While in LA this weekend, I saw how friends adore Disney pins. I almost never wear pins, period. These are not a fashion thing whatsoever. It’s a collection thing. In this case, merchandise and inventory attach themselves to a positive thought process. Nothing wrong with that. My version of Disneyland is going to any given cemetery and turns toward recording who is there and the information presented upon and around headstones. Leave the dead alone, but let them be known. Part of why I consider the historic repositories app mentioned in previous blogs intensely necessary.
Keeping track of Disney pins is a cumbersome exercise involving printout’s of pictures and SKU numbers for correlation. Pin collectors and traders need binders to keep track of said information. In a day when there is an app for nearly anything (or at least that is the theory) why is there not an app for this?
Walking around Disneyland with friends, I see people with lanyards and pins. Most stores carry either clothes, crystal/glass, figurines, food, pictures, kitchen ware, toys, music, and/or pins. There are tales of pins ranging through and between the different parks. Evolving between Tokyo, Paris, Hong Kong, Orlando, California, and/or including other elements such as Disney Vacation Club, limited edition pins, D23, Annual Passholder, and mystery pins. There’s a pin style, size, or anything for the preference of the person purchasing. There are also buttons. Pin trading varies in levels and layers of complexity.
Since my friends are such fans of most things Disney, I came along for holiday, and they handed me a lanyard with extra pins for trading. Inclusion in the past time was nice and enjoyable, though I do not see myself getting into it with their passion. While I do not admit to organizing myself well, helping solve unfulfilled needs is a hobby, and app production is my latest craze. At least, aspects of development where I take notes and either figure out how to do it later, or see if anyone decides to read this blog and then attempt it. I dream things up and with one degree may make it happen. Understanding the inherent fire behind the pin trading is not necessary for my work. My friends communicate well what they want. I work by asking for pointers in what the needs are for their daily use.
On first look, this appears as a simple correlation between Excel spreadsheets and pictures. Like setting up a basic carousel or Internet store effect, or something akin to electronic binders with unlimited expansion potential. Options that I could see being necessary are the abilities of the app to:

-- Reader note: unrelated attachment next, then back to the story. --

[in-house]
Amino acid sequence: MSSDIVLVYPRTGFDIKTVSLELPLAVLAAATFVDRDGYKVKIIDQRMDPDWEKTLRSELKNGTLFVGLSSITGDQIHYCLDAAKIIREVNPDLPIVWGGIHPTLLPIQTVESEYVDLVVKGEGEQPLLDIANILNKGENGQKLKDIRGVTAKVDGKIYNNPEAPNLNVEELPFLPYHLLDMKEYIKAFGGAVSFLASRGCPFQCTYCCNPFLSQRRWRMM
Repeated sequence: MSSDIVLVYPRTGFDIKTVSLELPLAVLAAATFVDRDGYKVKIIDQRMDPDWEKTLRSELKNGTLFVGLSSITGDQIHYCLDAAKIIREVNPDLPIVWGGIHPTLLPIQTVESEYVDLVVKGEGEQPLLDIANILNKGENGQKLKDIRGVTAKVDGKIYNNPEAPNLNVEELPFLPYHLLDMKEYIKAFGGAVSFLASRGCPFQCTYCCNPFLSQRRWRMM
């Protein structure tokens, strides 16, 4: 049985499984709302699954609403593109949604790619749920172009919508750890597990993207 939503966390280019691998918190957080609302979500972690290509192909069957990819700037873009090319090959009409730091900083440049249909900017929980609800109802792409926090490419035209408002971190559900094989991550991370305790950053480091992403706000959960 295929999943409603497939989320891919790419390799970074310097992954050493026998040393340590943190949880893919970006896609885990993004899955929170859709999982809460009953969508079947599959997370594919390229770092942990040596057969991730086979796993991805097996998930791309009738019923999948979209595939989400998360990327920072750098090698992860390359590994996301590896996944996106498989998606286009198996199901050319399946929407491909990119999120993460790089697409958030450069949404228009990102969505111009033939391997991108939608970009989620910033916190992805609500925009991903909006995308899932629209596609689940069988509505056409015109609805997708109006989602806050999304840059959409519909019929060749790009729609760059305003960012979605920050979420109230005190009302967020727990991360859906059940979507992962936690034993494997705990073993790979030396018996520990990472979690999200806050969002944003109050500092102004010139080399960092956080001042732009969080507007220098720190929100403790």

- Add specialty pins (expansion of scale with specialty products that are not necessarily available for everyone)
- Add historic (older) sets (dependent upon years)
- Download the newest collection pictures as-needed or as early as released for organizing purchases, orders, etc. (refresh rates)
- Keep track of pins sets according to any range of parameters including what friends or family members own, styles preferred, and potential to limit pins based upon preferences (if choosing not to complete a set versus automatic updates or reminders of pins needed)
- Wish lists for pins
- Ability to trade lists between pin holders.
My friends explained that there are hundreds of thousands of pins. Quantity is not my worry. Time spent is one thing. If there is a way of using what already exists on Disney websites and Ebay and moving it into the database, then it’s mainly data mining mixed with correlating and linking pictures with unique serial numbers. Crunching quantities of data is the purpose of computers. If opened up like a Wiki, let the people who care the most upload information and populate the data for themselves with options of sharing with the rest of the world and helping the public with something that people need.
I’m actually a little surprised that Disney does not use QR codes to keep track of it all already. Regular scanned bar codes are easy to use with portable red scanners. QR codes would automatically scan via smart phone and keep things organized without massive time necessary. And the QR codes would make shopping simpler. Scan the code for something purchased, a wish list item, or similar, and the data is there. Personal information regarding the collection is not necessary. Just a username and password for keeping track of whose pins are whose.
Pin traders are serious, and they invest in these items. This is not short-term investing or a day-trading concept. People specifically buy premium passes to the parks for access to said pins on the days that they come out. It’s a little mind-boggling, and not to detract, but it feels like a Costco run. You get what you need and then you get out and do your best to avoid sample distractions. Some people need to ride rides (I prefer rides, but that’s me). In this analogy, some people need to look at everything as in checking out everything from steak to tuna to dairy to frozen food, batteries, Christmas lights, and car tires. Serious pin traders know where to go, do their thing, and have time to run errands on the way home. It’s incredibly impressive, and I hope that these concepts help someone create the needed app to make pin trading even more effective and fun for good friends of the Mouse.